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在线翻译:
szdaily -> Opinion
Labeling China a strategic rival won’t benefit US
    2018-January-15  08:53    Shenzhen Daily

Wu Guangqiang

jw368@163.com

U.S. President Donald Trump released his 55-page national security strategy on Dec. 18, which is based on four principles: protecting the homeland by restricting immigration, pressuring trading partners, building up the military and otherwise increasing U.S. influence globally.

It’s above criticism for any country to compile a national security strategy, and it’s alright for Trump to regard the U.S. economic security as fundamental to national security, but it’s quite confusing whether Trump’s decision to label China and Russia as strategic rivals would make the U.S. more secure.

The report describes the reasons why it calls China and Russia strategic rivals: “China and Russia challenge American power, influence, and interests, attempting to erode American security and prosperity.” “They are determined to make economies less free and less fair, to grow their militaries, and to control information and data to repress their societies and expand their influence.”

All other details can be ignored as this has already hit the mark: “China and Russia challenge American power, influence, and interests.”

It’s known to all that the U.S. and Russia are engaged in numerous ideological and geopolitical confrontations such as the alleged Russian interference in America’s general election, (which sounds ironic given America’s habitual interference in foreign countries’ internal affairs), and the conflicts over Ukraine, Syria, and other areas, which may partly justify why America sees Russia as a strategic rival.

But Trump’s accusation of China of “attempting to erode American security and prosperity” is entirely groundless and hysterical. And as a Xinhua News Agency commentary pointed out, it was an expression of “a Cold War mentality.”

Trump’s charges against China are nothing new: he often cites China’s “abusive” trade practices, such as the “theft” of U.S. companies’ intellectual property.

Though Trump has tried to demonstrate his own style and approach of governance by ditching his predecessor’s policies and practices, the outsiders, particularly the Chinese, see no difference between this strategy and all the previous ones, as they are based on a hegemonic mindset, with an attempt to acquire American security at the expense of other nations. They see another nation’s rise as a world power a threat to the U.S.

Unlike the Chinese philosophy that one more friend is preferable to one more enemy, American philosophy seems to be that the absence of enemies makes America less safe, so it keeps seeking enemies, and creates one if there is none.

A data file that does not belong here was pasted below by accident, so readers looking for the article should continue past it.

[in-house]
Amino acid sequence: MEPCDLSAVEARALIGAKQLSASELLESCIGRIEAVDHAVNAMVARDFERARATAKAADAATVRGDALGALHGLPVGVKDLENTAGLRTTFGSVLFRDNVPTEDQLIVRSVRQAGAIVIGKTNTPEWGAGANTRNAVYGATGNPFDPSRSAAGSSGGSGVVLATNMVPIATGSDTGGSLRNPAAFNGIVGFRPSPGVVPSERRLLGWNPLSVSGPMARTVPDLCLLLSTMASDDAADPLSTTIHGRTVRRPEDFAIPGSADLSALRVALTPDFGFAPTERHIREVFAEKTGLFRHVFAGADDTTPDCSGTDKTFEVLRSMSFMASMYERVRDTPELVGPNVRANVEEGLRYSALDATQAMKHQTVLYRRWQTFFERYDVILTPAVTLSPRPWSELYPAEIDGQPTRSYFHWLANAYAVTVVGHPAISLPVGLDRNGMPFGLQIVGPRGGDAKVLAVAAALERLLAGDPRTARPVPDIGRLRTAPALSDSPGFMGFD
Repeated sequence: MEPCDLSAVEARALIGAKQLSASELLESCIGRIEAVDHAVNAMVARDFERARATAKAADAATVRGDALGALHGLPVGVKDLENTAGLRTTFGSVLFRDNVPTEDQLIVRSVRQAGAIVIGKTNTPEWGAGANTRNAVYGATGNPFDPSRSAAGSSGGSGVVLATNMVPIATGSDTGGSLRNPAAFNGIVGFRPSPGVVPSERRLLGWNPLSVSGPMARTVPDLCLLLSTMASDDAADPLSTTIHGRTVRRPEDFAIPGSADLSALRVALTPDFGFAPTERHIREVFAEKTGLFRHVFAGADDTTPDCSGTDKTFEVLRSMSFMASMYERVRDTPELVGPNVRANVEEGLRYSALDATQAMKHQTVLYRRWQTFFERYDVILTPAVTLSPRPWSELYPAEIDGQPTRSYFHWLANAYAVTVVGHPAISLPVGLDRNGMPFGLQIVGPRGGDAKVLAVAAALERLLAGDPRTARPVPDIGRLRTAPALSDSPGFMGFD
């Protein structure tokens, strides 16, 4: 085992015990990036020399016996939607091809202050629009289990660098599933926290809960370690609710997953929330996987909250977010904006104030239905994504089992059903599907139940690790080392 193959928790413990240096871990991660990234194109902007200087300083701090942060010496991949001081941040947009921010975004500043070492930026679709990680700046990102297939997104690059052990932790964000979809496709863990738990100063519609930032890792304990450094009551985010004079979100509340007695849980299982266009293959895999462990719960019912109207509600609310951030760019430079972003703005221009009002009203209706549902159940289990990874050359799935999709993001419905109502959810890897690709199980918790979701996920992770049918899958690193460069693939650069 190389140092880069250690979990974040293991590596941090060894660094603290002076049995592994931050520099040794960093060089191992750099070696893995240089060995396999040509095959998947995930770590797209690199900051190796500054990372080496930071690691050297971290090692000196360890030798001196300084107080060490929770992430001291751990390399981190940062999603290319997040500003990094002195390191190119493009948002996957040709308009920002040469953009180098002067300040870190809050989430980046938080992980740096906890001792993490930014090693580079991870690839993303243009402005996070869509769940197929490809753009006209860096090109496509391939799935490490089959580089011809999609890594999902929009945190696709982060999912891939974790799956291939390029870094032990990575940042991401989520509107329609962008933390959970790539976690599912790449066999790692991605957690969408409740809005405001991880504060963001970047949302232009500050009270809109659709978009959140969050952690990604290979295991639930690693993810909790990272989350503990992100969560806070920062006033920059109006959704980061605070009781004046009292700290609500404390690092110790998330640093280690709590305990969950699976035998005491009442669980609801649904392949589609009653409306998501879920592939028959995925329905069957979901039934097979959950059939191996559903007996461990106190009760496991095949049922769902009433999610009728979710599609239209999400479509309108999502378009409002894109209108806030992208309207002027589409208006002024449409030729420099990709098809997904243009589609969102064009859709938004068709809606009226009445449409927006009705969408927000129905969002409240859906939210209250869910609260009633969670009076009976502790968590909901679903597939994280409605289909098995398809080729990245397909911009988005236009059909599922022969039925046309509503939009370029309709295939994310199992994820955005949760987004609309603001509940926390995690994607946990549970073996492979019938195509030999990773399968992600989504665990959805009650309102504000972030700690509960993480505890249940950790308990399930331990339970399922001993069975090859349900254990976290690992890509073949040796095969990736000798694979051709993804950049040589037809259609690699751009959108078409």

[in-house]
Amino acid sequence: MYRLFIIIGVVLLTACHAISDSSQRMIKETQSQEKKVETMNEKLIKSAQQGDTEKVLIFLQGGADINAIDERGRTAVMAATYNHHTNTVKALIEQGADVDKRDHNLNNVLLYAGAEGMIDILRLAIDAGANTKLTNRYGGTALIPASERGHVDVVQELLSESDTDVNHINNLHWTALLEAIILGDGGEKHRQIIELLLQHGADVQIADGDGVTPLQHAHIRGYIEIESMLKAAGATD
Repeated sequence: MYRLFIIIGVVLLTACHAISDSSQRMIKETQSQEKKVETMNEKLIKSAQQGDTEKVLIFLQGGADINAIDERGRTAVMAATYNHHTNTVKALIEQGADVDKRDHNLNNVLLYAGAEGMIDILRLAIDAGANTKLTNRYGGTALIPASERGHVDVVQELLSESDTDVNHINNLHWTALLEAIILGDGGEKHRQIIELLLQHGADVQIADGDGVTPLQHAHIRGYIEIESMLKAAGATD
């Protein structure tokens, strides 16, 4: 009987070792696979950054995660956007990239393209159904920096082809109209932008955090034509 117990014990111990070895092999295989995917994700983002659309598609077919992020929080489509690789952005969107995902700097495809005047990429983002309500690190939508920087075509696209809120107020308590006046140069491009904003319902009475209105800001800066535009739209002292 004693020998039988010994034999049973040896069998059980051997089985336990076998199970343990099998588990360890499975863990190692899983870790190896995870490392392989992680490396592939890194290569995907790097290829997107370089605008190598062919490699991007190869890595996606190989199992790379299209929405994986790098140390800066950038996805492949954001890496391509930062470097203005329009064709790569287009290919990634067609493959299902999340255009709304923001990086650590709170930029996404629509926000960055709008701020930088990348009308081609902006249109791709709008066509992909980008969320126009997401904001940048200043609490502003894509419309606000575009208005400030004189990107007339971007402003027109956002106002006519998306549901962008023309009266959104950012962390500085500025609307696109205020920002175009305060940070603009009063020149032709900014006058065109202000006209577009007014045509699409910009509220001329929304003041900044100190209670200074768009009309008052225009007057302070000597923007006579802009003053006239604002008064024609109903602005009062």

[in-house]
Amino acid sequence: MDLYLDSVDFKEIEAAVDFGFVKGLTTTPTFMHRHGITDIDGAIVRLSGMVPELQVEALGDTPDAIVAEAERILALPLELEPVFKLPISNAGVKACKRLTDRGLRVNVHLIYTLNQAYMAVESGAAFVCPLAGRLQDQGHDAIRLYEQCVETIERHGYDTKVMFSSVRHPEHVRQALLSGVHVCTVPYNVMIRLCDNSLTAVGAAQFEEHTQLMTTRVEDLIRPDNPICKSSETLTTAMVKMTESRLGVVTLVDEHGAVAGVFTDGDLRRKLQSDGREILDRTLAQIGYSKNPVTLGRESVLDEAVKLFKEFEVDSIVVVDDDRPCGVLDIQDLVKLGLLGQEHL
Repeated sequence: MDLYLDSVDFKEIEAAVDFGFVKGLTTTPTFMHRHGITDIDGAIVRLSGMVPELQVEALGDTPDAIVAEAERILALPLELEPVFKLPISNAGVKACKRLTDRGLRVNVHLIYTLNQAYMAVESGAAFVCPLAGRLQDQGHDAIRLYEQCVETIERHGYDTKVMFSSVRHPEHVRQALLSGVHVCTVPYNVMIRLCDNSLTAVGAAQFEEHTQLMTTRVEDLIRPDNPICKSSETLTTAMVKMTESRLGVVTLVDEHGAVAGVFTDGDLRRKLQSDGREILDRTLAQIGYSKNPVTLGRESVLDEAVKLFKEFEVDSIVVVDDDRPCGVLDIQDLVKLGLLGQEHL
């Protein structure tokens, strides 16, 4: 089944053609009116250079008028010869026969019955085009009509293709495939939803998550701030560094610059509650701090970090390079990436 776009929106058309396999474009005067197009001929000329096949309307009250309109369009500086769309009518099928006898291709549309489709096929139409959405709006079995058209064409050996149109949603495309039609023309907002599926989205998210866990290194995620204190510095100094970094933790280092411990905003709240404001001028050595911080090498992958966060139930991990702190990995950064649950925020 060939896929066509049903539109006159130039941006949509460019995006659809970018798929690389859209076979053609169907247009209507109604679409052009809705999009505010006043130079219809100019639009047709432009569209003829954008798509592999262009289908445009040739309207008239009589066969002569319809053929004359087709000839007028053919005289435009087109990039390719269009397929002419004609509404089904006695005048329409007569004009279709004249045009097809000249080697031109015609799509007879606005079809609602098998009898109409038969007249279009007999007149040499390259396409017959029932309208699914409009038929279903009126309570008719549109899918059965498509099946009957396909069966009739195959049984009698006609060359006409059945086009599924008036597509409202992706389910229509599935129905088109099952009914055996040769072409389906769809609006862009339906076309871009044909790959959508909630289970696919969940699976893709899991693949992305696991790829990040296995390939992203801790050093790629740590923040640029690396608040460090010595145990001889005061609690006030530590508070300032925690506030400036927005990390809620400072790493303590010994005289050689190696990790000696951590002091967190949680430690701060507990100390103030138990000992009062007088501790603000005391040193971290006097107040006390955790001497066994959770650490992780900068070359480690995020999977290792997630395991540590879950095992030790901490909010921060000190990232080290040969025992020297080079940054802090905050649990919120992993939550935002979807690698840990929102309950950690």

China has achieved its tremendous success through unremitting efforts. It is with the outstanding leadership of the Party and the Chinese Government, the hard work of the Chinese people and their excellent learning capacity and creative power, China’s integration into the global economic system and its commitment to observing international rules in trade and other economic activities, that has enabled China to leap from a poverty-stricken country to the world’s second-largest economy in a mere 30 years. China is a winner at fair play, so China has no intention, nor necessity to win a competition by hurting others’ interests.

It’s true that decades ago theft of intellectual property was rampant in China and among Chinese businesses. It not only harmed the interests of foreign companies, but those of domestic businesses, and China itself is the prime victim of the violations.

For the past decades, China has been combating tirelessly against the infringement of IP and the achievements have been widely recognized. The continuous accusations look ridiculous and meaningless.

Some observers have dismissed Trump’s act of labeling China as a strategic rival as a move to cover his anxieties over China’s rapid rise and a sense of inability to contain China’s rise through peaceful means.

There is a necessity for the U.S. to adjust its own mentality toward China as an emerging power. It’s a historical inevitability for a great country with a population of 1.4 billion people to overtake another great country with only 330 million people, as long as both peoples are equally hardworking, intelligent and creative.

Hospitality, not hostility, will create a win-win situation for China and the U.S. Get on good terms with reality, since it’s no use trying to stop others from growing.

(The author is an English tutor and freelance writer.)

 

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